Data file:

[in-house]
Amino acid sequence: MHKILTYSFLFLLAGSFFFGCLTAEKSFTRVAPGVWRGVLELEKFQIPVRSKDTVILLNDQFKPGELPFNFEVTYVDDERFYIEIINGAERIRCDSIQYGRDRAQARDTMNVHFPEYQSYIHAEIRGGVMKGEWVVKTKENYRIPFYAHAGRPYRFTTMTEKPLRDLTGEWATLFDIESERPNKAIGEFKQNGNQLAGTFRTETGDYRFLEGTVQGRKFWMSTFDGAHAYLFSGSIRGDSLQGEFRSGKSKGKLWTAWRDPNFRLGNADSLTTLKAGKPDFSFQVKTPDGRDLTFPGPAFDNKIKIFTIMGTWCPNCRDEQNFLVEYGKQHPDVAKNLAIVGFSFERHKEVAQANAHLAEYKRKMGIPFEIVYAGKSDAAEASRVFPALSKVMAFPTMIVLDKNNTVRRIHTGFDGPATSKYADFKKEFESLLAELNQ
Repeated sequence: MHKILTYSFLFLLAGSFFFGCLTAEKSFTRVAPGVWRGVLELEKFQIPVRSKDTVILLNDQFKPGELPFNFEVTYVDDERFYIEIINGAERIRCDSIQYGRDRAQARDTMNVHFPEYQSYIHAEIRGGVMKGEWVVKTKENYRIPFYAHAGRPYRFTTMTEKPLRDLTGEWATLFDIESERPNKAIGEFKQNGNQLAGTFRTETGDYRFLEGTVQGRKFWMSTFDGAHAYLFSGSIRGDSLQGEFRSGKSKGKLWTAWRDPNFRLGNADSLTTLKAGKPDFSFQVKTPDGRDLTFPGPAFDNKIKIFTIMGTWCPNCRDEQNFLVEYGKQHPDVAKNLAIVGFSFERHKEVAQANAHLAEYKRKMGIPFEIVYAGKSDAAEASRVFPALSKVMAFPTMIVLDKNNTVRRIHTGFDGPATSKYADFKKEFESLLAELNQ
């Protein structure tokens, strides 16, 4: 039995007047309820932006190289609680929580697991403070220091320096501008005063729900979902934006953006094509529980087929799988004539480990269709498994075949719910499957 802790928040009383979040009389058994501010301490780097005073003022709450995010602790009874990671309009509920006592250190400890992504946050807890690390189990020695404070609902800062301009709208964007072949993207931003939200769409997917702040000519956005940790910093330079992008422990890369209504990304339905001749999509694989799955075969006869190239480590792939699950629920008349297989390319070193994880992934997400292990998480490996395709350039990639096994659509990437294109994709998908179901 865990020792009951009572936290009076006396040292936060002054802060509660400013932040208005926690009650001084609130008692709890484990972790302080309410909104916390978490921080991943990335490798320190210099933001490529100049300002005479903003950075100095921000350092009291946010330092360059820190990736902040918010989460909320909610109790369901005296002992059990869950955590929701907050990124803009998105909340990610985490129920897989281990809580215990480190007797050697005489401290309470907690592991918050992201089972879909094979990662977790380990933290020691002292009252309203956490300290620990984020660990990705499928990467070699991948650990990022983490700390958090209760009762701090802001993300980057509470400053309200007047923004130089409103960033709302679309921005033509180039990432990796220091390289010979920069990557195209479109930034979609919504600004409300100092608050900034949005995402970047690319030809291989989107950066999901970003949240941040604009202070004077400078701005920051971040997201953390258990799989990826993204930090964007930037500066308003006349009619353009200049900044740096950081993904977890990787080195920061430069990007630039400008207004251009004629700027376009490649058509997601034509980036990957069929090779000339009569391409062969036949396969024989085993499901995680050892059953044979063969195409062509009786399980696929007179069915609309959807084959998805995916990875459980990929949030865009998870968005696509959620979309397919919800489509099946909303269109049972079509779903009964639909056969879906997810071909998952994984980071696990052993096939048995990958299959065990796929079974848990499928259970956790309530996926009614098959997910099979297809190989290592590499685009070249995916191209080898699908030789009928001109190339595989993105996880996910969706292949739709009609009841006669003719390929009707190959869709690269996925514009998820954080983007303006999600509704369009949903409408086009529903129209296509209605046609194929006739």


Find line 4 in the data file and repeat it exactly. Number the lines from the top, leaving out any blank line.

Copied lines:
């Protein structure tokens, strides 16, 4: 039995007047309820932006190289609680929580697991403070220091320096501008005063729900979902934006953006094509529980087929799988004539480990269709498994075949719910499957 802790928040009383979040009389058994501010301490780097005073003022709450995010602790009874990671309009509920006592250190400890992504946050807890690390189990020695404070609902800062301009709208964007072949993207931003939200769409997917702040000519956005940790910093330079992008422990890369209504990304339905001749999509694989799955075969006869190239480590792939699950629920008349297989390319070193994880992934997400292990998480490996395709350039990639096994659509990437294109994709998908179901 865990020792009951009572936290009076006396040292936060002054802060509660400013932040208005926690009650001084609130008692709890484990972790302080309410909104916390978490921080991943990335490798320190210099933001490529100049300002005479903003950075100095921000350092009291946010330092360059820190990736902040918010989460909320909610109790369901005296002992059990869950955590929701907050990124803009998105909340990610985490129920897989281990809580215990480190007797050697005489401290309470907690592991918050992201089972879909094979990662977790380990933290020691002292009252309203956490300290620990984020660990990705499928990467070699991948650990990022983490700390958090209760009762701090802001993300980057509470400053309200007047923004130089409103960033709302679309921005033509180039990432990796220091390289010979920069990557195209479109930034979609919504600004409300100092608050900034949005995402970047690319030809291989989107950066999901970003949240941040604009202070004077400078701005920051971040997201953390258990799989990826993204930090964007930037500066308003006349009619353009200049900044740096950081993904977890990787080195920061430069990007630039400008207004251009004629700027376009490649058509997601034509980036990957069929090779000339009569391409062969036949396969024989085993499901995680050892059953044979063969195409062509009786399980696929007179069915609309959807084959998805995916990875459980990929949030865009998870968005696509959620979309397919919800489509099946909303269109049972079509779903009964639909056969879906997810071909998952994984980071696990052993096939048995990958299959065990796929079974848990499928259970956790309530996926009614098959997910099979297809190989290592590499685009070249995916191209080898699908030789009928001109190339595989993105996880996910969706292949739709009609009841006669003719390929009707190959869709690269996925514009998820954080983007303006999600509704369009949903409408086009529903129209296509209605046609194929006739």